Support starts at the grassroots and I’m very fortunate that even to this day, I have a great relationship with the Oakville Soccer Club. Starting as a mini referee and eventually taking the entry level course, I have been able to build and develop relationships with numerous people at the Club. As my career advanced, I was able to expand my network beyond the Oakville Soccer Club and into my District (Peel Halton). As more opportunities became available to me, suddenly I was travelling all over Ontario for games and tournaments during the week and on weekends. For me it was critical to build good relationships with my fellow referees as well as with assignors and assessors. I now recognize that it is not an easy job and can often be challenging. For my personal development I wouldn’t be at the International level without the support I received from the numerous assessors and assignors.
Having a good rapport with both Ontario Soccer and Canada Soccer has enabled me to build valuable relationships with talented people. I had the opportunity to attend CIS University National Championships for three years and meet and work with some of the Referee Committee members from Canada Soccer. Having the province support my decision to become an Assistant Referee was critical to taking my referee career to the next level and I’m thankful for that support.
My commitment to refereeing changed over the years and has had an impact on my life beyond refereeing. I would often miss holidays or family events as important tournaments or appointments would come up. I am very fortunate that I have an understanding family and group of friends that, although they may be frustrated with my absence during important times, they have always been extremely supportive. Some of my closest friendships have been established through refereeing and those people have been my sounding board through the good and bad times. They have been there through the tears and frustrations as well as the celebrations.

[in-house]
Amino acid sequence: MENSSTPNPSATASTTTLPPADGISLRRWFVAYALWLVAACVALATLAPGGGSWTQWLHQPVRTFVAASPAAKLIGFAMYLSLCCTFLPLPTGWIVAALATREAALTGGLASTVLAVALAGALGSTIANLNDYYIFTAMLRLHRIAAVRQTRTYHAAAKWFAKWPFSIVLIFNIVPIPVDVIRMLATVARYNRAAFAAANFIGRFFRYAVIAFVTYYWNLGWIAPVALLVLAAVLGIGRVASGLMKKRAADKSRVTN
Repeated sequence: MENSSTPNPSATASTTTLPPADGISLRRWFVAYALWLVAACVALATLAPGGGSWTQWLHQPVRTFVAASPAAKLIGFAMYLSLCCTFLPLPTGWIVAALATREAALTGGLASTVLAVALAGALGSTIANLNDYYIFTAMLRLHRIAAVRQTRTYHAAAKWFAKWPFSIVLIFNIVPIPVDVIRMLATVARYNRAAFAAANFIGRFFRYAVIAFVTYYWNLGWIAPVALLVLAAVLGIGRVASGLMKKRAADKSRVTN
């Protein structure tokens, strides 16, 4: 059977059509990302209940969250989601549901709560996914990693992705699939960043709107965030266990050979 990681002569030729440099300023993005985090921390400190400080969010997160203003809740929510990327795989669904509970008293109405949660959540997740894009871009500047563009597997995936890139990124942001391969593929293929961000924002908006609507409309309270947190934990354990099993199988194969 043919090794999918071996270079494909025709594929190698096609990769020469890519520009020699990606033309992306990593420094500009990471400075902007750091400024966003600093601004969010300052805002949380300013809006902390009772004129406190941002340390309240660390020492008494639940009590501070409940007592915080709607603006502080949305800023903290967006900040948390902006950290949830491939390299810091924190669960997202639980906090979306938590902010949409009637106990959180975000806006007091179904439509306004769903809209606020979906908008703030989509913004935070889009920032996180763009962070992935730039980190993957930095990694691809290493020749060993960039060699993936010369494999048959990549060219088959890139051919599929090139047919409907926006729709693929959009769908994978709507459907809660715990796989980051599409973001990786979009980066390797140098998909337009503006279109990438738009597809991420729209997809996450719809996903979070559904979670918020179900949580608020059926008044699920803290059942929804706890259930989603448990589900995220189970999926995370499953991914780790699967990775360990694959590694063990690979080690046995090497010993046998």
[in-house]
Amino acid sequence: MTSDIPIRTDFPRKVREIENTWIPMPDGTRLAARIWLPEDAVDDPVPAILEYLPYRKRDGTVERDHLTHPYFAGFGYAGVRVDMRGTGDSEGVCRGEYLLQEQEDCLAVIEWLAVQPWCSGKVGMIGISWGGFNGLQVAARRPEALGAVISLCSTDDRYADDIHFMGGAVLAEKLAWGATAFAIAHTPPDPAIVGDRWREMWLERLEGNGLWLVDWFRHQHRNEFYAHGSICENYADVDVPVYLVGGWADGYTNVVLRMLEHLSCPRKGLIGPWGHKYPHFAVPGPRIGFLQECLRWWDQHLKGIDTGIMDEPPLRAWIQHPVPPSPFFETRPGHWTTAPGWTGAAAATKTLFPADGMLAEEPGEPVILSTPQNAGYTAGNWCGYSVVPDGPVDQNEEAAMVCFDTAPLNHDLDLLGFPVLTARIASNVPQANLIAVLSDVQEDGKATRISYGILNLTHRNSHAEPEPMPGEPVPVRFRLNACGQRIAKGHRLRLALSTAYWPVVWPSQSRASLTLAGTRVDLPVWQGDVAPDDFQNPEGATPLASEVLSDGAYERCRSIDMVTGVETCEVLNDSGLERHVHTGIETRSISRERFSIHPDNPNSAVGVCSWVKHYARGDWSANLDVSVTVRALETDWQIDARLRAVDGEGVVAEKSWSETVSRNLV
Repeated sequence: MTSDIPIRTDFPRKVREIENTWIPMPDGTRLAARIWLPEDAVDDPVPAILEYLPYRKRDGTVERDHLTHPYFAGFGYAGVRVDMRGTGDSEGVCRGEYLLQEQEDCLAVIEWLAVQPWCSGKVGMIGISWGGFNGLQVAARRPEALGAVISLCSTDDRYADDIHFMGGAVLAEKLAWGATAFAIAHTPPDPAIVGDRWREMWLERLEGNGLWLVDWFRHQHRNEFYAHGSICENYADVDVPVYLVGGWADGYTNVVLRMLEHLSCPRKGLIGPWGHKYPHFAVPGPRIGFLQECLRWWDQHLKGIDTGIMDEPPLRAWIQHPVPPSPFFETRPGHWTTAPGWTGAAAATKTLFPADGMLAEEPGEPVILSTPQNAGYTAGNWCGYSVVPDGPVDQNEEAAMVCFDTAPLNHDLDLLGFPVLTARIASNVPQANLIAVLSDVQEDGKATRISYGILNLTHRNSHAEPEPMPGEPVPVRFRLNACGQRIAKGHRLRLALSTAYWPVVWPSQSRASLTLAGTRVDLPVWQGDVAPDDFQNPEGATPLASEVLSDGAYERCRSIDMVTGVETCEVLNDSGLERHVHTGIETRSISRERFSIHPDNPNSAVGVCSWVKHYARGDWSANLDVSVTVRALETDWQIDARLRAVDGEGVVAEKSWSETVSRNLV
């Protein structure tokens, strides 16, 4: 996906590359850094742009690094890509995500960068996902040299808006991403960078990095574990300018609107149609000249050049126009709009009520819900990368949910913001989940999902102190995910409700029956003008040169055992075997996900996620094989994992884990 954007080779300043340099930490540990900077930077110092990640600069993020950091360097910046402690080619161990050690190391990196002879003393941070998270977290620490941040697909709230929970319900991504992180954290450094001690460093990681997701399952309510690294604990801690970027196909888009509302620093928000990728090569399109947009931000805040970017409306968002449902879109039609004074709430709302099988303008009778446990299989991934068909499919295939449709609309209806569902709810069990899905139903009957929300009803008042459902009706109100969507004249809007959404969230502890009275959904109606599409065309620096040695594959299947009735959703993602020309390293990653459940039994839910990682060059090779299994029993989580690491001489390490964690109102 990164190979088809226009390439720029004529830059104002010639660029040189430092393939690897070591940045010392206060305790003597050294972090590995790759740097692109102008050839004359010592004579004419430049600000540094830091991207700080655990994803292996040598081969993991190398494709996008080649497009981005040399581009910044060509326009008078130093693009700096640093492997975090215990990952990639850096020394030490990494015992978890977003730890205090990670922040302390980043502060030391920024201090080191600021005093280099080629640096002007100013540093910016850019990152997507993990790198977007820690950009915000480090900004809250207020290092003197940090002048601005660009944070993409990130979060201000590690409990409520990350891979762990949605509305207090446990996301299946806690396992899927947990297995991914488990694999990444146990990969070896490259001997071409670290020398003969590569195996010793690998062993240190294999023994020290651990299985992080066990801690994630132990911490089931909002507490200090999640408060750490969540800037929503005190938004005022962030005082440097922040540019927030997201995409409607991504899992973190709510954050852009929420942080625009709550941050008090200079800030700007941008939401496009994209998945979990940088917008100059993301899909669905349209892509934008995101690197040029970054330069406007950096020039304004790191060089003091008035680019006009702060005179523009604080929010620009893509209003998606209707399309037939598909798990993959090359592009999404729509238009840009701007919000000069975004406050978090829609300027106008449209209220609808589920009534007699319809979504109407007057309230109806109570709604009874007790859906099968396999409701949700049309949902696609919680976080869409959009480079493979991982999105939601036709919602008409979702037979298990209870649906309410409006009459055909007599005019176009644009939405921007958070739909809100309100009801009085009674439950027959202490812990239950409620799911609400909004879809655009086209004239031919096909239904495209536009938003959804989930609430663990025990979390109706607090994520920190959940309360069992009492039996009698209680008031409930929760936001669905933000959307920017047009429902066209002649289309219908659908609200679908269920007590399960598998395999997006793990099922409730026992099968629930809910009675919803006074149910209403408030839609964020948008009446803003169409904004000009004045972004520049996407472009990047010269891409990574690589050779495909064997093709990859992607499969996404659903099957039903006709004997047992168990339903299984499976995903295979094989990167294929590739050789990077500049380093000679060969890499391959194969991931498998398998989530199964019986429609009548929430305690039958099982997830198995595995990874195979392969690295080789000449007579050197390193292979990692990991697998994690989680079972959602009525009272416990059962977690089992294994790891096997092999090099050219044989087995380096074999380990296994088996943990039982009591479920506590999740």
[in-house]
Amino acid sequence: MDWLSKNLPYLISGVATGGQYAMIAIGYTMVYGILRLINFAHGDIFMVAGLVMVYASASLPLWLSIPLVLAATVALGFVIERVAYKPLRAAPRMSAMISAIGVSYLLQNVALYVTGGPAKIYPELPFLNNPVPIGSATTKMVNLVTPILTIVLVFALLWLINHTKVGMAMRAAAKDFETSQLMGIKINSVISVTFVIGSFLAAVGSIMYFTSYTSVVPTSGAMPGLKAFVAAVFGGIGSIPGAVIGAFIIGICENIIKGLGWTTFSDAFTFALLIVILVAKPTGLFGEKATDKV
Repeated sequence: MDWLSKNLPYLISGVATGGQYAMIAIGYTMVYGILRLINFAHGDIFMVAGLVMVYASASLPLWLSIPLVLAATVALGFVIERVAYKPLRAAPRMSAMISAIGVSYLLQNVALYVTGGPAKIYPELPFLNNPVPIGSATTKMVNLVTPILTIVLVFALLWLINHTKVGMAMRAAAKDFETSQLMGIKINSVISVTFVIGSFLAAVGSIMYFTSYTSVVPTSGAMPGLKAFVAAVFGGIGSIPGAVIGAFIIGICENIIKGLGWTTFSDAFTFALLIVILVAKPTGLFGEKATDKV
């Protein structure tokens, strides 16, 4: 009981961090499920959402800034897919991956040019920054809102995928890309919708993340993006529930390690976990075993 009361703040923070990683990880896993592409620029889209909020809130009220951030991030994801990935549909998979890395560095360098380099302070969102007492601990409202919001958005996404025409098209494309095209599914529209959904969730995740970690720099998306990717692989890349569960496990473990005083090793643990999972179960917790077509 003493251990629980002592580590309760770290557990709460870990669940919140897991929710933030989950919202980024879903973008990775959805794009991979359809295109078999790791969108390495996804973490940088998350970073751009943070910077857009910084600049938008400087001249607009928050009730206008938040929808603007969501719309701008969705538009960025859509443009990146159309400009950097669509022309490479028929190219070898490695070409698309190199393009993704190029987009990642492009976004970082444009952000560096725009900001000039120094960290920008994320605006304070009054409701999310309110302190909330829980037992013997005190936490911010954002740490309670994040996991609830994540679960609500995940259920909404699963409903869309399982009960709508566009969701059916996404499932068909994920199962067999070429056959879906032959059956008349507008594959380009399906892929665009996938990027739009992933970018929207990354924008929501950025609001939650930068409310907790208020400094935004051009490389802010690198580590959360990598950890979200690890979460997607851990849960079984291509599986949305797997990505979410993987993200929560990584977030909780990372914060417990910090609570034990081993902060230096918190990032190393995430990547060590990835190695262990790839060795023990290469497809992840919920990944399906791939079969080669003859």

I am very thankful that over the years I have been able to maintain and create new friendships and relationships with within the referee world, from the grassroots to International level; which has really shown me that the learning never stops.
You have to want to advance for you and not for anyone else. People can give you numerous opportunities but if you’re not willing to make sacrifices and demonstrate that you’re committed, those opportunities will disappear. Commitment to the game doesn’t stop when the whistle is blown at the end of the game.
It continues in the classroom, with assessors/mentors before and after the game, at the gym/training sessions and most importantly within the Laws of the Game book. You need to be able to arrive to the game in the best shape physically, mentally and emotionally in order to do the job properly, no matter what level the game is. As I’ve been told numerous times, your performance off the field is just as important as it is on the field. At times being a female in a male dominated sport has it’s disadvantages but ultimately anything is possible, if you’re willing to work towards it.
Every referee’s pathway is unique to them and no two are alike. What I’ve learned over time is that no matter how many opportunities you may get, the most important thing is what you do with those opportunities. You have to want to develop and get better, as well as being open to receiving constructive criticism.
Everyone experiences games that they might not shine in, but those are the games that you learn from and work harder to make sure those mistakes don’t happen again.